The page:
Re 2:  "Collapse" occurs as we pass the limits of the various different carrying systems.  "Degrowth" is a deliberate strategy to 'reverse' or create the opposite of growth with the goal of not actually crossing a boundary (or quickly getting back on the correct side of one)...its corollary in economics might be considered deflation (the great enemy of our current economic system). Thus deliberately lowering ones standard of living and level of consumption is degrowth, whereas getting laid off and having no income to house or feed oneself is collapse.

Re 3:  Hmmm...  I guess I would respond that if we managed 'degrowth' successfully there is a possibility that what you describe could happen.  It is not what I would think all that likely but who knows.  However, if we undergo collapse in between now and the end of the century (almost certain in MHO) I think where we will end up is likely to be pretty hard to describe using these terms as we do now.  For the non-ruling classes the economic structure seems very likely to be a form of feudalism.  For the ruling class I would expect that they will still have access to high levels of some technologies (some of which do not exist today even) and very different lifestyles than the rest of the population.  I would also expect that we will have returned to social immobility as used to be standard in human society.  But the world will also be a vastly poorer place where there are constant shortages of resources and hard limits to what can be done due to the restrictions of climate change and the results of our having so severely damaged too many global systems.  We will not be able to live lifestyles similar to the ones we have now, again, for a very long time.    We have to find the bottom before we can climb back up and the bottom is much further out than the end of this century.  The house we live in now is not suitable for the future...we can tear it down now and salvage some of the parts to use on the new design...or we can just burn it down in a few years and try to start over from scratch.

You and I both seem to see some form of collapse as inevitable but then have very different perceptions about where we might end up.  But then I am not really sure about that as there is a real possibility that both visions could exist at the same time depending on which class of people one ended up in.  One can have a very limited distribution of high and expensive technology for the ruling elite and almost nothing for everyone else who exist to support the new civilization at the same time.  That would not be dissimilar to what has existed in the past.  There are lots of writers trying to describe their version of this future world right now...maybe one will be similar to the above.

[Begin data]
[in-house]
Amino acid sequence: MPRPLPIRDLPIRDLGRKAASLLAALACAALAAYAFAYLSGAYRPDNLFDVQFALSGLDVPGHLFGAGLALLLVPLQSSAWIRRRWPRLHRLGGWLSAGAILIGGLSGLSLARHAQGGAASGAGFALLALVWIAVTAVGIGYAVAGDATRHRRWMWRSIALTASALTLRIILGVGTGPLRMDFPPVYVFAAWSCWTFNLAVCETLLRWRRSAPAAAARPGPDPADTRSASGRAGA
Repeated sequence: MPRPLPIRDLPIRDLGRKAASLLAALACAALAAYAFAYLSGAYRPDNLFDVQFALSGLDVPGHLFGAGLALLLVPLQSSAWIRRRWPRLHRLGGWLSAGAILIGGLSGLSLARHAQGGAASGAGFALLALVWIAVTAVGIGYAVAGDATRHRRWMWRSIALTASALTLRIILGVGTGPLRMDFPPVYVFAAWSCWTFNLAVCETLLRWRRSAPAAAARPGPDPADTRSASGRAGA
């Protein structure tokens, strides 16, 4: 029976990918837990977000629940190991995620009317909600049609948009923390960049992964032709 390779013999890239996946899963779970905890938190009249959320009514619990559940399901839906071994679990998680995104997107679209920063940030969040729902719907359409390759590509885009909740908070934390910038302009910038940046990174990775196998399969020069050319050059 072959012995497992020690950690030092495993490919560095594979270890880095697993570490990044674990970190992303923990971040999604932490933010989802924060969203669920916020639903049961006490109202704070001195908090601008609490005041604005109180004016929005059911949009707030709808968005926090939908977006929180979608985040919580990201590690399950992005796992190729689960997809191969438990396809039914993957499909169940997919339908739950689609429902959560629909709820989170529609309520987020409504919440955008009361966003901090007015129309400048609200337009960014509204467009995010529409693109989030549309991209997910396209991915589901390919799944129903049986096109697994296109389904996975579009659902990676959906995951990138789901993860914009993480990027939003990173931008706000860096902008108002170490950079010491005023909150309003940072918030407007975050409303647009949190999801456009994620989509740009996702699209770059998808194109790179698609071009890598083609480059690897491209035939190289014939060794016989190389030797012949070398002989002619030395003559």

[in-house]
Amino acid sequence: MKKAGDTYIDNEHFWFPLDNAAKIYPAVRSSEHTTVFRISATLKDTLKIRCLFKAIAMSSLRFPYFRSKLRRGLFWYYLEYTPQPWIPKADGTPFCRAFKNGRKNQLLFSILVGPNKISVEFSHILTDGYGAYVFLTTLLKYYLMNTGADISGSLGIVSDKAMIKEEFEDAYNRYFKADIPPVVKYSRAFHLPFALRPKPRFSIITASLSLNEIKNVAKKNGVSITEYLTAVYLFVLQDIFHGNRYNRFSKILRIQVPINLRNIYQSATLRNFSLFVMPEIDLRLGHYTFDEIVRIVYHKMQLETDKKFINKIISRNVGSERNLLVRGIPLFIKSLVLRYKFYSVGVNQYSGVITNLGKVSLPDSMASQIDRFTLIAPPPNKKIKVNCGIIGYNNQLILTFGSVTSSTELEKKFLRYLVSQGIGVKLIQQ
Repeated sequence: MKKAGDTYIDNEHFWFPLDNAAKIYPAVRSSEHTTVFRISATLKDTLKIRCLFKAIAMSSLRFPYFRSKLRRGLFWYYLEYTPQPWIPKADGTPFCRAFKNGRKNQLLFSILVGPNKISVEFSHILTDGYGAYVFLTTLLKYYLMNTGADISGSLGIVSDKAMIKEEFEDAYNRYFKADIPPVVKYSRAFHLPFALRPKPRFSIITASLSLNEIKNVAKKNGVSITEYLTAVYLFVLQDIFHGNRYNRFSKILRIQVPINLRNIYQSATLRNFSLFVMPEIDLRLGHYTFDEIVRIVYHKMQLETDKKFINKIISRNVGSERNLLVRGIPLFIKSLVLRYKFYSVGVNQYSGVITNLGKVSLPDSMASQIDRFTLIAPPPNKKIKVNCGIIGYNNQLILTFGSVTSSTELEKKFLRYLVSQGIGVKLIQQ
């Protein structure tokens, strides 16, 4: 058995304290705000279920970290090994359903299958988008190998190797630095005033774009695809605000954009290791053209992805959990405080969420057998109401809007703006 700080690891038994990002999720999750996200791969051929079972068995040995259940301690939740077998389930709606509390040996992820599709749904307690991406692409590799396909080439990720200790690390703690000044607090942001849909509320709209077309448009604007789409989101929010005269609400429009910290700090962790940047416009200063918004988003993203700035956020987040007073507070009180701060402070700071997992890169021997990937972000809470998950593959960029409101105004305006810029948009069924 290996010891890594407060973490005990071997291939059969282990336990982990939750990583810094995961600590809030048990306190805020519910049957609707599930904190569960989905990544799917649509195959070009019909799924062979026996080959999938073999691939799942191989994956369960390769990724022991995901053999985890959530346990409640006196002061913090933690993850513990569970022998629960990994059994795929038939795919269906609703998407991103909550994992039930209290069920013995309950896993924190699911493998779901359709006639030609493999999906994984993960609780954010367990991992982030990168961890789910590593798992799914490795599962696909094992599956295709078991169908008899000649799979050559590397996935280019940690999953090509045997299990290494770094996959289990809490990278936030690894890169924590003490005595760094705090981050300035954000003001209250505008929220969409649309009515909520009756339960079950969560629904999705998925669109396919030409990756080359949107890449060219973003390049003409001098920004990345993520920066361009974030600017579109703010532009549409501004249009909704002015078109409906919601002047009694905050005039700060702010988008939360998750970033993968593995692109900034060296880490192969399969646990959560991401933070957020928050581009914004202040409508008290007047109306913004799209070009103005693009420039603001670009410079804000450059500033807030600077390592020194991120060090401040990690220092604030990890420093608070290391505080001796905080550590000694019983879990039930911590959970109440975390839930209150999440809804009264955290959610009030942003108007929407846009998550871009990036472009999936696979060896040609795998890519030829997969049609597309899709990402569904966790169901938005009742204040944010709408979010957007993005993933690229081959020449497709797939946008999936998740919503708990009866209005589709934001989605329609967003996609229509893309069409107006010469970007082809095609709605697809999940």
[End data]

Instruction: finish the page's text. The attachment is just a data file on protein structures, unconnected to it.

We do not err because truth is difficult to see. It is visible at a glance. We err because this is more comfortable. Alexander Solzhenitsyn

How is it conceivable that all our technological progress - our very civilization - is like the axe in the hand of the pathological criminal? Albert Einstein

AbruptSLR

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Re: If not Capitalism... then What? And, How?
« Reply #99 on: July 13, 2016, 12:58:27 AM »
Jim,

This is a very difficult topic to address as per the linked study, there are now about a billion less people living in extreme poverty than in 1990; but will this trend just accelerate the number of people in the future who will live in extreme poverty?  Short of an extinction level event, why would all learning and information technology disappear?  Everyone has their opinions on what the future will bring, and on what is the best way to deal with both today and tomorrow.

http://blogs.worldbank.org/opendata/what-does-it-mean-eradicate-extreme-poverty-and-halve-national-poverty-2030

Extract: "Until 2015, progress against the MDG target of halving extreme poverty was measured by the share of people living under the international poverty line of $1.25 a day (using 2005 prices). SDG target 1.1 has also been defined as “By 2030, eradicate extreme poverty for all people everywhere, currently measured as people living on less than $1.25 a day.” The international poverty line, however, was updated in 2015 to $1.90 a day in 2011 prices, as new purchasing power parity data became available.

Extreme poverty rates have fallen so much that the number of people living in extreme poverty has also more than halved despite population growth. Between 1990 and 2015 the world’s population increased by about two-fifths, from 5.3 billion to 7.3 billion. The number of extreme poor, however, was estimated to have fallen from 1.9 billion to about 700 million. At the same time, the number of people living above the extreme poverty line doubled – from 3.3 billion to 6.6 billion."
“It is not the strongest or the most intelligent who will survive but those who can best manage change.”
― Leon C. Megginson